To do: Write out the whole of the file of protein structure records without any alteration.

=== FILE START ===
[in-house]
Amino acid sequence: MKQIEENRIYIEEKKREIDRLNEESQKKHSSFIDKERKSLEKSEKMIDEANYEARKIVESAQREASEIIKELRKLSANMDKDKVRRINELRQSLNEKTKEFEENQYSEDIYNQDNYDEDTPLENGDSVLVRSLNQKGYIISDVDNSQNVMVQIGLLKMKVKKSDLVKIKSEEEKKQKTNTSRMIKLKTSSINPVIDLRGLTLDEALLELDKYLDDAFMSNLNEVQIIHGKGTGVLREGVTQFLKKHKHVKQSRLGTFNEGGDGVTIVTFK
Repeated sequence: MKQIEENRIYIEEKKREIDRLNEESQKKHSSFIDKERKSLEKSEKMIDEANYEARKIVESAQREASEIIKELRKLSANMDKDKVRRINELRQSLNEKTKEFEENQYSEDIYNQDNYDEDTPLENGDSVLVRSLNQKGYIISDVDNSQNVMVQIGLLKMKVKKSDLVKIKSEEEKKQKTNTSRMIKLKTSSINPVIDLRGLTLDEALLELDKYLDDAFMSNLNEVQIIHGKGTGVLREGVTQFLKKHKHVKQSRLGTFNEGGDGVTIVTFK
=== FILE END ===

[in-house]
Amino acid sequence: MKQIEENRIYIEEKKREIDRLNEESQKKHSSFIDKERKSLEKSEKMIDEANYEARKIVESAQREASEIIKELRKLSANMDKDKVRRINELRQSLNEKTKEFEENQYSEDIYNQDNYDEDTPLENGDSVLVRSLNQKGYIISDVDNSQNVMVQIGLLKMKVKKSDLVKIKSEEEKKQKTNTSRMIKLKTSSINPVIDLRGLTLDEALLELDKYLDDAFMSNLNEVQIIHGKGTGVLREGVTQFLKKHKHVKQSRLGTFNEGGDGVTIVTFK
Repeated sequence: MKQIEENRIYIEEKKREIDRLNEESQKKHSSFIDKERKSLEKSEKMIDEANYEARKIVESAQREASEIIKELRKLSANMDKDKVRRINELRQSLNEKTKEFEENQYSEDIYNQDNYDEDTPLENGDSVLVRSLNQKGYIISDVDNSQNVMVQIGLLKMKVKKSDLVKIKSEEEKKQKTNTSRMIKLKTSSINPVIDLRGLTLDEALLELDKYLDDAFMSNLNEVQIIHGKGTGVLREGVTQFLKKHKHVKQSRLGTFNEGGDGVTIVTFK